This cold and rainy Sunday morning, I was in the hoop house watering tomato plants when I saw a wild turkey picking its way across our small field. The field, recently harrowed and seeded with peas, was mucky from a deluge the night before, so the turkey lifted its feet in the turkey’s funny variation of high-stepping. With its long neck and tail, it’s a lot of bird. After a few seeds, the bird, apparently alone, disappeared into the woods with its already lush fern undergrowth.
While the turkey was going about its meal gathering, I appeared to be doing an essentially crazy thing — watering in wet weather. And yet, I’ll continue to do so, for reasons that partly make sense to me. It’s that “partly make sense” aspect that often seems to jam up human life. On the one hand, I want the tomatoes, and this is my experience of how most effectively grow tomatoes in my patch of Vermont; on the other hand, watering in the rain is just plain nuts.
While I would never describe myself as a relativist, one of the greatest appeals of literature is the way writing explores that edge, that nether realm between the hard shores of certainty.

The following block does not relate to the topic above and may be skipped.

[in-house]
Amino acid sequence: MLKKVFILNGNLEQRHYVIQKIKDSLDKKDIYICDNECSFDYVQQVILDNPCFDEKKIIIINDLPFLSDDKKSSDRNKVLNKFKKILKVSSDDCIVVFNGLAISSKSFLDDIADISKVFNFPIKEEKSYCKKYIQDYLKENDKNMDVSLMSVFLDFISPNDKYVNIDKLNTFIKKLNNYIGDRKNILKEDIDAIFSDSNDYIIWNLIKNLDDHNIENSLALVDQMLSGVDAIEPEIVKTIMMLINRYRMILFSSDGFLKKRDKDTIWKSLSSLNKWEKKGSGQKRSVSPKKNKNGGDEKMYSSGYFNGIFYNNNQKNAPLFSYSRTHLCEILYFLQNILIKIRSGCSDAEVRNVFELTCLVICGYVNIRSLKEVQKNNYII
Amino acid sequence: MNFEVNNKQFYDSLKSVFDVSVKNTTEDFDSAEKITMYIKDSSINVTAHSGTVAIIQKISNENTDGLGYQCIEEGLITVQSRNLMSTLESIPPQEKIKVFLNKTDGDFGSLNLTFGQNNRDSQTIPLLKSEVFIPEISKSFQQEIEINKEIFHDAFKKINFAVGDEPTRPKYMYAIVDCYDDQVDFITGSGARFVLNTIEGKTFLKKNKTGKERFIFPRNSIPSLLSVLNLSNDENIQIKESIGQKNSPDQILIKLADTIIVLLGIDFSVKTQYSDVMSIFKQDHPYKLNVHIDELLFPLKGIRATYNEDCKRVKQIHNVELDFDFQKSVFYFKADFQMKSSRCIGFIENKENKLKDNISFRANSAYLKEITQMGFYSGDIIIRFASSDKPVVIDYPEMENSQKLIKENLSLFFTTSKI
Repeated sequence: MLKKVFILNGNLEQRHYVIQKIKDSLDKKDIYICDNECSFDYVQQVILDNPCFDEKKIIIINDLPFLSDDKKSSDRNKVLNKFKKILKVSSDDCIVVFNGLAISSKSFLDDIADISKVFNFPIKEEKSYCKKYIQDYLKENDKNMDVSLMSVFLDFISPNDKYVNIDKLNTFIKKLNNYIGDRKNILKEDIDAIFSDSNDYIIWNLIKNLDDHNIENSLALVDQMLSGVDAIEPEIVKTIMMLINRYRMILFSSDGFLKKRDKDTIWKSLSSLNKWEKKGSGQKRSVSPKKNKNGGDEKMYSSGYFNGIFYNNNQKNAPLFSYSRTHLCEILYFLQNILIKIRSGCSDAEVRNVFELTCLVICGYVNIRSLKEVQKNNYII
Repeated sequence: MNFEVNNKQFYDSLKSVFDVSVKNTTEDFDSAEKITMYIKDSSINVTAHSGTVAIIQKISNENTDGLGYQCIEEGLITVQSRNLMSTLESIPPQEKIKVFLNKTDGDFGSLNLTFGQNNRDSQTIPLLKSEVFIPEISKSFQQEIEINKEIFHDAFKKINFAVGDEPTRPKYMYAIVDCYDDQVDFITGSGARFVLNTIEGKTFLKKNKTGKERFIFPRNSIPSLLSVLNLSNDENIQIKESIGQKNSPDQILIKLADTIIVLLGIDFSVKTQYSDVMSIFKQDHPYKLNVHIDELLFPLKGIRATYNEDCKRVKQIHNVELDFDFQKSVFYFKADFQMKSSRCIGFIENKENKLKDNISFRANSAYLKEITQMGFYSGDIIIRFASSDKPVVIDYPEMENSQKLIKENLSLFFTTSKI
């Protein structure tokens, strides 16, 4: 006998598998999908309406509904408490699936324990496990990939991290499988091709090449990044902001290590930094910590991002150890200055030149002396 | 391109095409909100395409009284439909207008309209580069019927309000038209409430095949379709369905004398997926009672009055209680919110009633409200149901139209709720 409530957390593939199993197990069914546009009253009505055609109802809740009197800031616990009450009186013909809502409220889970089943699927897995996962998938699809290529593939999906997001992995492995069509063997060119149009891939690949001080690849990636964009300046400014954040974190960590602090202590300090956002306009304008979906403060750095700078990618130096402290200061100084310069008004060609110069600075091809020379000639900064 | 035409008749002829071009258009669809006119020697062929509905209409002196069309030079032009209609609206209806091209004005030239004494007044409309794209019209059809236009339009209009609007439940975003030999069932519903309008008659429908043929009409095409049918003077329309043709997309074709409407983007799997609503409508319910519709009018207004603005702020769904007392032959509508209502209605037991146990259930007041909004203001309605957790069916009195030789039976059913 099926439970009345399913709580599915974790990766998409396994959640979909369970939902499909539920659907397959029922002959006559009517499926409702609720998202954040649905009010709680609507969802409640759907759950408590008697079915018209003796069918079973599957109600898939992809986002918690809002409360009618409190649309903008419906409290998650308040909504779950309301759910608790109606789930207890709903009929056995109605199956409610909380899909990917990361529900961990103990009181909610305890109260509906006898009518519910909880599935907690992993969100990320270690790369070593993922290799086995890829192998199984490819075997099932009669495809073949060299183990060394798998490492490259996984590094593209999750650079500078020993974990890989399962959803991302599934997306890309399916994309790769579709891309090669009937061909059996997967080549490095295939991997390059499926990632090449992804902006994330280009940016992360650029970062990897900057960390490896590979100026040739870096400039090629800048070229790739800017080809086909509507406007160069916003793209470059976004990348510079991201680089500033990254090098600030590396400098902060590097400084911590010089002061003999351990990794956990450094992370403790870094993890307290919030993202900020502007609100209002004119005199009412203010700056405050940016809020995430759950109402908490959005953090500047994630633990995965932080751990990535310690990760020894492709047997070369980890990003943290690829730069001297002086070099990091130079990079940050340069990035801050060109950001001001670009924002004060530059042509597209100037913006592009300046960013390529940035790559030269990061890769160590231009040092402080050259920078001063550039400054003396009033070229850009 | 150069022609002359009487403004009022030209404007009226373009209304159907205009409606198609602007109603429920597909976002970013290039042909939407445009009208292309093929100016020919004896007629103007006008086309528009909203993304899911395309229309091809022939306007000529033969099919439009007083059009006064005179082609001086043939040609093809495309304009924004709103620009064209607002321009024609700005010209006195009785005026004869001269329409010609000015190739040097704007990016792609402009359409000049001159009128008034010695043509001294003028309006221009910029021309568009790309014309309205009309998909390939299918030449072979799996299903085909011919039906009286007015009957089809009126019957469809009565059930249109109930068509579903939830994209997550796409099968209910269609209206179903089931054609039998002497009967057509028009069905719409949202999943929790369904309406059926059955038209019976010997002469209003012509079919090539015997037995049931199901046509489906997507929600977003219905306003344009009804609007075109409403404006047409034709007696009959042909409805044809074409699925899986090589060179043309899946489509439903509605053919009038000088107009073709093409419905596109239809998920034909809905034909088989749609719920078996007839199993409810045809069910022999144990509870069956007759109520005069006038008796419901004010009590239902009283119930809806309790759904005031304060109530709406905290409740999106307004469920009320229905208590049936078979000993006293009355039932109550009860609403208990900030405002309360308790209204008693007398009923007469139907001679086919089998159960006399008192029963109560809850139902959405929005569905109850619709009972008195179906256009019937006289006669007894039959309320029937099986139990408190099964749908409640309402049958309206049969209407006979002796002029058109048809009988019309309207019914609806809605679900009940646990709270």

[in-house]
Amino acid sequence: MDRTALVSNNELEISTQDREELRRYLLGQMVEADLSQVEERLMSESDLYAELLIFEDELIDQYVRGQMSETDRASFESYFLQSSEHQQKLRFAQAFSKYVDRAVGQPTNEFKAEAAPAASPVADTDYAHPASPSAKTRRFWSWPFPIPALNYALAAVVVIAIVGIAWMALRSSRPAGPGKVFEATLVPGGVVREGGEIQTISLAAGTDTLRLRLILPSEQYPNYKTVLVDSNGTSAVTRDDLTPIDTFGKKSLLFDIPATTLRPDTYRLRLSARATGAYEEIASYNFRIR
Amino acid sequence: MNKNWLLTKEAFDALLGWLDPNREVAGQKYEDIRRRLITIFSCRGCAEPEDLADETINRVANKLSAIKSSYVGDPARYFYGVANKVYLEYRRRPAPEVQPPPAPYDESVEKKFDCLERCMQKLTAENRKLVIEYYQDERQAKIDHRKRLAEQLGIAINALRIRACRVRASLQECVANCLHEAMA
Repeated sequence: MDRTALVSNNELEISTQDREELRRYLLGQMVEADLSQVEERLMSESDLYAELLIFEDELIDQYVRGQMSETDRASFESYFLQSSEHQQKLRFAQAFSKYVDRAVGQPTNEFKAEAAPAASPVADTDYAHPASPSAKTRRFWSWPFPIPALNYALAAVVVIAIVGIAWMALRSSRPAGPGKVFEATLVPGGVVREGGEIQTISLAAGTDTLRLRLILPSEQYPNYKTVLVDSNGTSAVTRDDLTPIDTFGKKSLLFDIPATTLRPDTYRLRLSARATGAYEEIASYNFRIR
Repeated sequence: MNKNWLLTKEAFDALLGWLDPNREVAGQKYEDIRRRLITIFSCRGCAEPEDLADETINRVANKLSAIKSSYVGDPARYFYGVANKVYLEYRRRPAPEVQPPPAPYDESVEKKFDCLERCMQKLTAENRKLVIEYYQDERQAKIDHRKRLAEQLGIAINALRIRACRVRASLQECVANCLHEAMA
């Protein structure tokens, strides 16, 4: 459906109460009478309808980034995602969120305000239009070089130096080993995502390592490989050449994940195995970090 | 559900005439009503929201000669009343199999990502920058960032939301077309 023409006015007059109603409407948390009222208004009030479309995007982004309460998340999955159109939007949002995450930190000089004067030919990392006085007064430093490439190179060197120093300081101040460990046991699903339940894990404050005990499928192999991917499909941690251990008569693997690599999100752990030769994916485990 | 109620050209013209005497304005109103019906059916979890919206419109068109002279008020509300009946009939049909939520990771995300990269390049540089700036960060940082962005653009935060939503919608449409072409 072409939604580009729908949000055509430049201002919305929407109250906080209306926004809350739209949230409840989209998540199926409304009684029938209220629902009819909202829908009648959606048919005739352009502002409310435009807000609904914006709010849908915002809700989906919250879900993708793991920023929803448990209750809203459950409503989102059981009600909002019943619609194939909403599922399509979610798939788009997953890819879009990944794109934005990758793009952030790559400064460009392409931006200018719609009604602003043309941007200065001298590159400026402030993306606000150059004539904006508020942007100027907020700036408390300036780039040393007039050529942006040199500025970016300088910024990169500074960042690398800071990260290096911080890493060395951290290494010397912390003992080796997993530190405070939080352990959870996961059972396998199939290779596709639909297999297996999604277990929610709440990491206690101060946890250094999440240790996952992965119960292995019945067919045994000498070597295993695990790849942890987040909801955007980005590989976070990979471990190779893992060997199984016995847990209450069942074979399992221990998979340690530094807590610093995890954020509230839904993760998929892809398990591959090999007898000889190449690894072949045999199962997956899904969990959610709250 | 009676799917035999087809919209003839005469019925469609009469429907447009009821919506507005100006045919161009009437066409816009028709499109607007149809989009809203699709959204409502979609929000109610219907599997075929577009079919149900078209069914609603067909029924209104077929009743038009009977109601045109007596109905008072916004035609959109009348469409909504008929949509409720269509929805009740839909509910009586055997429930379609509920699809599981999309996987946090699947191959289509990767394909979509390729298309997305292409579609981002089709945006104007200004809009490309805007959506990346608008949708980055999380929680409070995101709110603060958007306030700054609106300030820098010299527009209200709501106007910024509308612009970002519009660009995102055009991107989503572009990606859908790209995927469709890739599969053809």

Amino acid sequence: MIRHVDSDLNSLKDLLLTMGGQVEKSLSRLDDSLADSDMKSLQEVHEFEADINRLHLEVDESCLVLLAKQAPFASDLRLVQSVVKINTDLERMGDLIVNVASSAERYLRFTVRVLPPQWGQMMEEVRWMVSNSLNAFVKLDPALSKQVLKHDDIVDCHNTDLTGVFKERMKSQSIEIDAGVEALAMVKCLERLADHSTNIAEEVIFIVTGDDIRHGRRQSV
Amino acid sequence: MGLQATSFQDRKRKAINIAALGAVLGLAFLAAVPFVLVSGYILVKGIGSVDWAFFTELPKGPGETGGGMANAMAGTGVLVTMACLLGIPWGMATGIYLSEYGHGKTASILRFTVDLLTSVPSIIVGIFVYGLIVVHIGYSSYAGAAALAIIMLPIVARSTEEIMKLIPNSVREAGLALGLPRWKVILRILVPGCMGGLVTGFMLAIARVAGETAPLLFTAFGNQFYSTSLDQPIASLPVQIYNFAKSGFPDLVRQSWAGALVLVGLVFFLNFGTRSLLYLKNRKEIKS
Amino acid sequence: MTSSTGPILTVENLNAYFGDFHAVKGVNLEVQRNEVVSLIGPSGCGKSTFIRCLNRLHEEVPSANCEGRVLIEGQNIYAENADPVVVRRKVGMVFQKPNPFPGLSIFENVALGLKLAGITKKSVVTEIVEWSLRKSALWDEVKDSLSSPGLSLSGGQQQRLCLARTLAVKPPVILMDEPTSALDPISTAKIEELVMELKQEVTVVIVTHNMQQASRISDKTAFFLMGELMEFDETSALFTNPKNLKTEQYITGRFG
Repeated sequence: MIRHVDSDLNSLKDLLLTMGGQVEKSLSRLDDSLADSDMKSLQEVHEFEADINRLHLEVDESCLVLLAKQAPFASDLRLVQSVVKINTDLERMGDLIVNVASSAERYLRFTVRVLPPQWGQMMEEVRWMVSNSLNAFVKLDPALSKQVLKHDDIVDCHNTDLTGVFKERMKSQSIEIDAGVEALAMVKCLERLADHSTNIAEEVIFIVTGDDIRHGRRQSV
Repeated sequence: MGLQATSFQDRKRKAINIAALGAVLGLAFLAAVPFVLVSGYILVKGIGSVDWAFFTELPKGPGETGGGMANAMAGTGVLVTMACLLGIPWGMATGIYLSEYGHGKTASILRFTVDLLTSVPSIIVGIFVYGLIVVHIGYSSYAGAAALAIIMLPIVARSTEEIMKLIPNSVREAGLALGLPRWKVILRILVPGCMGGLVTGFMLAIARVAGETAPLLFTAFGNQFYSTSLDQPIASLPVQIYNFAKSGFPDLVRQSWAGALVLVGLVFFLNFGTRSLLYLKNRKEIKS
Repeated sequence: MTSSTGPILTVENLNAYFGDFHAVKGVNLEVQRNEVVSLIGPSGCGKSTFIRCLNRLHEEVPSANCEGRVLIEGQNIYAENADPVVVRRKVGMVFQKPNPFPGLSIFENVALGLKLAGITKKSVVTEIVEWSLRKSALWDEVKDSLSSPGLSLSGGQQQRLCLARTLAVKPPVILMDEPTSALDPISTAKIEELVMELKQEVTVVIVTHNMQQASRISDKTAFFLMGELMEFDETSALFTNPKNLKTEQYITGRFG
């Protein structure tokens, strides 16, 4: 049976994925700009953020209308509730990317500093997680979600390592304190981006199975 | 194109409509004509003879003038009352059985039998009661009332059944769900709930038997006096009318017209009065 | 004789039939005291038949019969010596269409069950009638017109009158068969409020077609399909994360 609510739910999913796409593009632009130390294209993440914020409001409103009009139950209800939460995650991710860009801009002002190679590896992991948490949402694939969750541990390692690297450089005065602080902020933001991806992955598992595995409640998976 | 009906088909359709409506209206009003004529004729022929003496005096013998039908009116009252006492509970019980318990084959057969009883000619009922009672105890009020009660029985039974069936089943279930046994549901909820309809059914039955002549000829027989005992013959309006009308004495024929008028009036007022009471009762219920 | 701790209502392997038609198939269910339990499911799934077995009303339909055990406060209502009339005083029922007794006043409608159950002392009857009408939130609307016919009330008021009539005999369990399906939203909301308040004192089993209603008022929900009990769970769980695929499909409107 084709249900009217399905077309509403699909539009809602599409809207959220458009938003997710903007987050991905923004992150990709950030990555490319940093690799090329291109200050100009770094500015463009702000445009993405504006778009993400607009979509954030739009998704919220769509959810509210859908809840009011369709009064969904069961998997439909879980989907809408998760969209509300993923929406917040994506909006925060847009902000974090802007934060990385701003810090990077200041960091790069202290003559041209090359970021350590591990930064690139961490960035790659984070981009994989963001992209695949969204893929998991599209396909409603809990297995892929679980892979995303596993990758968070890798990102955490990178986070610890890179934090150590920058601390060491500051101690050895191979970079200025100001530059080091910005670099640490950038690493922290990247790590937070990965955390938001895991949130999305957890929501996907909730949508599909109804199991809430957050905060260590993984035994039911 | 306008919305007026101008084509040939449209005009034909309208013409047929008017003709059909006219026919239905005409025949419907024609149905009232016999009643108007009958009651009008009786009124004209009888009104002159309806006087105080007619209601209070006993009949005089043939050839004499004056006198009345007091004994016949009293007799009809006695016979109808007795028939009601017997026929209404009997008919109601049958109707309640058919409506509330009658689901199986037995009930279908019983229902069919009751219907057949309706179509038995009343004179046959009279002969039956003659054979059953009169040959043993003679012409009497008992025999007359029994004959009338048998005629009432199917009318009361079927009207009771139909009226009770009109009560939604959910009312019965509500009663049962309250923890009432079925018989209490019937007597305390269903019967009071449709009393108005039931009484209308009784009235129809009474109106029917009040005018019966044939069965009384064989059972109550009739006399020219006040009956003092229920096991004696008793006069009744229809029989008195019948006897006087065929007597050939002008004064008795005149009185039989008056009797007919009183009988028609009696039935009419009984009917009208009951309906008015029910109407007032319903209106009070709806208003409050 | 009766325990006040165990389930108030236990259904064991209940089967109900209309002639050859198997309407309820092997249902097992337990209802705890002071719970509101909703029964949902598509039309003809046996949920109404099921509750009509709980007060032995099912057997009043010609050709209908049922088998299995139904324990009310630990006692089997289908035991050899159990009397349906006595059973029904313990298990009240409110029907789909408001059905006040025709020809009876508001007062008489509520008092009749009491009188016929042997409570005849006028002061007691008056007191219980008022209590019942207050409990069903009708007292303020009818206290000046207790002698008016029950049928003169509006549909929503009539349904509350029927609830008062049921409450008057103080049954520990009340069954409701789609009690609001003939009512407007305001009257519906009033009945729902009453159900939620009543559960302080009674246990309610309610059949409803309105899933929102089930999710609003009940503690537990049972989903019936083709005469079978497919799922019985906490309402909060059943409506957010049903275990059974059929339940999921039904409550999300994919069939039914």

My ten-year-old recently determined, with the assistance of a teacher, that she is precisely the right height for her age. She informed me of this conclusion while brushing her teeth that night, in her practical and pragmatic way of looking at the world: here I am, exactly where I want to be. Her sister scoffs at this kind of knowledge — why would you believe numbers? you’ll either grow or not — but my younger child sees a validity in numbers her sister does not. My older daughter tends to view the world as wildly awry with the vagaries of fate, but to my younger daughter, the world is dictated by precision and certainty, and I could see the succor she justly took from that knowledge. Her fears that she will be very small (like me) were mitigated by this calculation. Each of my two children, blood sisters, has a radically different method of mapping and understanding the world. Neither of these would I at all disparage; they are both genuine ways of understanding, albeit diametrically opposed.
Yet — can I generalize? — by adulthood those shores of certainty are often shaken, if not downright abandoned. In what way will we know the world? What will serve as our compass in troubled weather? I see literature as precisely that compass, a complex and sometimes incomprehensible tool, a map, convoluted at times, to get us out of Tom Sawyer’s cave.
… the evening the kingfisher fell… I held
(it) in my hands,
I touched its blue power.
That may be the only time
I ever do so.
What I held was more precious
than handfuls of money.
If I could have restored it
to wind, I would have.
What to do
with the wild pain?
…Give it back,
all of it, and go home.
“Kingfisher” in A House of Branches, Janisse Ray